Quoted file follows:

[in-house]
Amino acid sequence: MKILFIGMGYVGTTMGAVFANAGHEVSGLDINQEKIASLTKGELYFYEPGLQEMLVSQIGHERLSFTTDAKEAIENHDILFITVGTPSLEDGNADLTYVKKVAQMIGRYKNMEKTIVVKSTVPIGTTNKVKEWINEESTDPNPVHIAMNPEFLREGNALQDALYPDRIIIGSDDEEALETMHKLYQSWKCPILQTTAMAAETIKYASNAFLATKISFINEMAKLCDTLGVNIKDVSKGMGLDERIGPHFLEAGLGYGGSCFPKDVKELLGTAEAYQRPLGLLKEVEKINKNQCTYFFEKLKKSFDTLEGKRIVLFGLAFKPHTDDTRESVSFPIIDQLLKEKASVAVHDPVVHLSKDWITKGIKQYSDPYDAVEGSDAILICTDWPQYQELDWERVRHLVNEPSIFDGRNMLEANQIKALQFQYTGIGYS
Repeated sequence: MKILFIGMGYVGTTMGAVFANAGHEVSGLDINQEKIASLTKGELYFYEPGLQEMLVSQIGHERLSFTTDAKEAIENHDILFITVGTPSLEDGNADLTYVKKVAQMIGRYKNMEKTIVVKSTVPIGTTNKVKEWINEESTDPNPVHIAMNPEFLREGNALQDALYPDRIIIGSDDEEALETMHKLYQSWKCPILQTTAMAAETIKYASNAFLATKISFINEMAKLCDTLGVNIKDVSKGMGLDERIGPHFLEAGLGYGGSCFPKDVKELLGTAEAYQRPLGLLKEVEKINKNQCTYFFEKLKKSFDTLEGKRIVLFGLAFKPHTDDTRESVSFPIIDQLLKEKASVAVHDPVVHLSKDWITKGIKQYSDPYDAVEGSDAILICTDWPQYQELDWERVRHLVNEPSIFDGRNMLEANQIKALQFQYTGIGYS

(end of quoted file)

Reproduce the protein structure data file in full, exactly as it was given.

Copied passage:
[in-house]
Amino acid sequence: MKILFIGMGYVGTTMGAVFANAGHEVSGLDINQEKIASLTKGELYFYEPGLQEMLVSQIGHERLSFTTDAKEAIENHDILFITVGTPSLEDGNADLTYVKKVAQMIGRYKNMEKTIVVKSTVPIGTTNKVKEWINEESTDPNPVHIAMNPEFLREGNALQDALYPDRIIIGSDDEEALETMHKLYQSWKCPILQTTAMAAETIKYASNAFLATKISFINEMAKLCDTLGVNIKDVSKGMGLDERIGPHFLEAGLGYGGSCFPKDVKELLGTAEAYQRPLGLLKEVEKINKNQCTYFFEKLKKSFDTLEGKRIVLFGLAFKPHTDDTRESVSFPIIDQLLKEKASVAVHDPVVHLSKDWITKGIKQYSDPYDAVEGSDAILICTDWPQYQELDWERVRHLVNEPSIFDGRNMLEANQIKALQFQYTGIGYS
Repeated sequence: MKILFIGMGYVGTTMGAVFANAGHEVSGLDINQEKIASLTKGELYFYEPGLQEMLVSQIGHERLSFTTDAKEAIENHDILFITVGTPSLEDGNADLTYVKKVAQMIGRYKNMEKTIVVKSTVPIGTTNKVKEWINEESTDPNPVHIAMNPEFLREGNALQDALYPDRIIIGSDDEEALETMHKLYQSWKCPILQTTAMAAETIKYASNAFLATKISFINEMAKLCDTLGVNIKDVSKGMGLDERIGPHFLEAGLGYGGSCFPKDVKELLGTAEAYQRPLGLLKEVEKINKNQCTYFFEKLKKSFDTLEGKRIVLFGLAFKPHTDDTRESVSFPIIDQLLKEKASVAVHDPVVHLSKDWITKGIKQYSDPYDAVEGSDAILICTDWPQYQELDWERVRHLVNEPSIFDGRNMLEANQIKALQFQYTGIGYS